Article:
With the growing hype surrounding the upcoming release of the 1940 Census, it has come to the attention of Archives staff that some misinformation may be starting to appear regarding what type of information you will find in the census and how it will be searchable. One such tidbit that recently showed up online alleged that researchers will be able to search the census by Social Security number. This is NOT true! Our resident census expert, Archivist Connie Potter, explains in the following guest blog:
There are no Social Security numbers in the 1940 census. In the supplemental schedule, the 1940 census asked three questions about social security on lines 42-44; none of these questions asked for the social security number.
Column 42 asked “Does this person have a Federal Social Security number? Answer “yes” or “no” for every person 14 years of age or older.” According to the Instructions to the Enumerator it did not make any difference whether 1) a person knew his or her Social Security number or 2) had lost his or her card. (Instructions, p. 77)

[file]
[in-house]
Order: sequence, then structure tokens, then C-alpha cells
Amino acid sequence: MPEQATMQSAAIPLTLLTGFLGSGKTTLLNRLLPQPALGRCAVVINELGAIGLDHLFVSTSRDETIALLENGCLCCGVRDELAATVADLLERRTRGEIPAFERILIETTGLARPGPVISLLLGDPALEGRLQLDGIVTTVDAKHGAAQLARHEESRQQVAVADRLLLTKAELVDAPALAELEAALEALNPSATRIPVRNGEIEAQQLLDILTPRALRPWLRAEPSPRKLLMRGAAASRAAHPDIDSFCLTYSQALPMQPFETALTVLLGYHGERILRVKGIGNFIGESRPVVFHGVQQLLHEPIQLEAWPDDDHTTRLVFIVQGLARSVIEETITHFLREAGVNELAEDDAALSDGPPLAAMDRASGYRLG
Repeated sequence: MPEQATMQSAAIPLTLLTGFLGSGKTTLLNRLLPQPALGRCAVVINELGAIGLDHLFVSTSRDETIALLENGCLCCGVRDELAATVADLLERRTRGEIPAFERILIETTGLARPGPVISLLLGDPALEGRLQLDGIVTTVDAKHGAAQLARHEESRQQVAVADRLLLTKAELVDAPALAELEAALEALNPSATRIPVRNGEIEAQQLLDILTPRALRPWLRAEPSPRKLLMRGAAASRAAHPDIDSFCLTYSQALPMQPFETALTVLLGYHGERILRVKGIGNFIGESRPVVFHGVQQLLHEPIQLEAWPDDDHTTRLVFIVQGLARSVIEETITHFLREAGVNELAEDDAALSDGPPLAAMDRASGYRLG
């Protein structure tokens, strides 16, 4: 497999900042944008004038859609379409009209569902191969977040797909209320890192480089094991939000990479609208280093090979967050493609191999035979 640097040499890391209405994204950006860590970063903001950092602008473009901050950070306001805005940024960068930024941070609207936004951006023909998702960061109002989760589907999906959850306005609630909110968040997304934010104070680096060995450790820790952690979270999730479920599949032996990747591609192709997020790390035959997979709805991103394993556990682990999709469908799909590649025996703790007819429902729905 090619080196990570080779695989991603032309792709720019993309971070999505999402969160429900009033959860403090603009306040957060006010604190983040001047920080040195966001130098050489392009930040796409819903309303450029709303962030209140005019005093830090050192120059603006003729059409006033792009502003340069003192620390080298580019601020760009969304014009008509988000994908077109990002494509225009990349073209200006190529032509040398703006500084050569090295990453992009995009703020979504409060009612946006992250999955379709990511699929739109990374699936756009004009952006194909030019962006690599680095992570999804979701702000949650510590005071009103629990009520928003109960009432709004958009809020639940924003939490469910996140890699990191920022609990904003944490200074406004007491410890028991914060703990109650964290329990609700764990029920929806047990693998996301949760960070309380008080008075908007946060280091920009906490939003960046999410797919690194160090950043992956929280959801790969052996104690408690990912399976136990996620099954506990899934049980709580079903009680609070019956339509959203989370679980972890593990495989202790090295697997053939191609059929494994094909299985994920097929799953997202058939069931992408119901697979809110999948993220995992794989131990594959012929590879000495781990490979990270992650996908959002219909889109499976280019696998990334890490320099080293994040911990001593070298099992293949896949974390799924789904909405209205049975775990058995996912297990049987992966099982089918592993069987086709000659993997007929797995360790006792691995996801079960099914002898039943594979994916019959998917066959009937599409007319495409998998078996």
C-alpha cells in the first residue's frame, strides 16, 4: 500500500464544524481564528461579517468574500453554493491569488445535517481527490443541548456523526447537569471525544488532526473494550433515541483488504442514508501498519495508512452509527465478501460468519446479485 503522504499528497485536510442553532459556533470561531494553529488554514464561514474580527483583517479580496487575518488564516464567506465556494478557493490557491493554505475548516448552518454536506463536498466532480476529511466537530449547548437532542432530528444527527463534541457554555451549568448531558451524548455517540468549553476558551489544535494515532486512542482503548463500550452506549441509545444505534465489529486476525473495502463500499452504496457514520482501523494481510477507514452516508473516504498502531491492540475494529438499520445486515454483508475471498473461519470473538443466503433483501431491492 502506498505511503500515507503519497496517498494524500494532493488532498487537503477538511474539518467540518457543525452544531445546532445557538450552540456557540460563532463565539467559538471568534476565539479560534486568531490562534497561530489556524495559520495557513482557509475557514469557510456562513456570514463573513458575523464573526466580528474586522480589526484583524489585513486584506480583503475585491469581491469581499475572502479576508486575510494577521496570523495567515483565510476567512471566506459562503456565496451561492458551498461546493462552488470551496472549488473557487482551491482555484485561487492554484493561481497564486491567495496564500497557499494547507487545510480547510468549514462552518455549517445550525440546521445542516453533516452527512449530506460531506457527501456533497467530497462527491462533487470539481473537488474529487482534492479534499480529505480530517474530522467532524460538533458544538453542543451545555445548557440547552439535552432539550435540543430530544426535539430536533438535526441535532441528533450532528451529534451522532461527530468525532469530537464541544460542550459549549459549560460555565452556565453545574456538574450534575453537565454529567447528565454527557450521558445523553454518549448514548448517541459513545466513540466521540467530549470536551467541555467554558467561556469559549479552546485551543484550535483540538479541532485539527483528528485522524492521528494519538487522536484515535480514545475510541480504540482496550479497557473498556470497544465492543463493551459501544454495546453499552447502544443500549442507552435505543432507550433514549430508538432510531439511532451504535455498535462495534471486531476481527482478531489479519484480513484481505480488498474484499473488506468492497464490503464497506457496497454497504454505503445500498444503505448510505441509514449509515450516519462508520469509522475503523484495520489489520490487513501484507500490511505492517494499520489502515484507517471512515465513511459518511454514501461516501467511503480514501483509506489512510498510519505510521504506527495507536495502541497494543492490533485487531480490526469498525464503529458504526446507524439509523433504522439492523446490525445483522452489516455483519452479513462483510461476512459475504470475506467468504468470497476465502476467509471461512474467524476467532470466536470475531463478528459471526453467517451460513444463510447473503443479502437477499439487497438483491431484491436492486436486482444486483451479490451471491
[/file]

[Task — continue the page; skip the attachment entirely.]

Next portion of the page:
Column 43 asked: “Were deductions for Federal old-age insurance or railroad retirement made from this person’s wages or salary in 1939?” Answer “yes” or “no” for every person 14 years of age or older.
Deductions for Federal old-age insurance were made from money wages or salaries (up to $3,000) received in all kinds of private (nongovernment) employment except agriculture, railroads, charitable and other nonprofit organizations, employment as sailors and in domestic service at the home of the employer. (Instructions, p.78)
Column 44 asked: “If so, were deductions made from (1) all, (2) one-half or more, and (3) part, but less than half, of wages, or salary?”
So, although the census asked questions about Social Security, the census never asked for a person’s Social Security number. Read the published Instructions to the Enumerator in greater detail.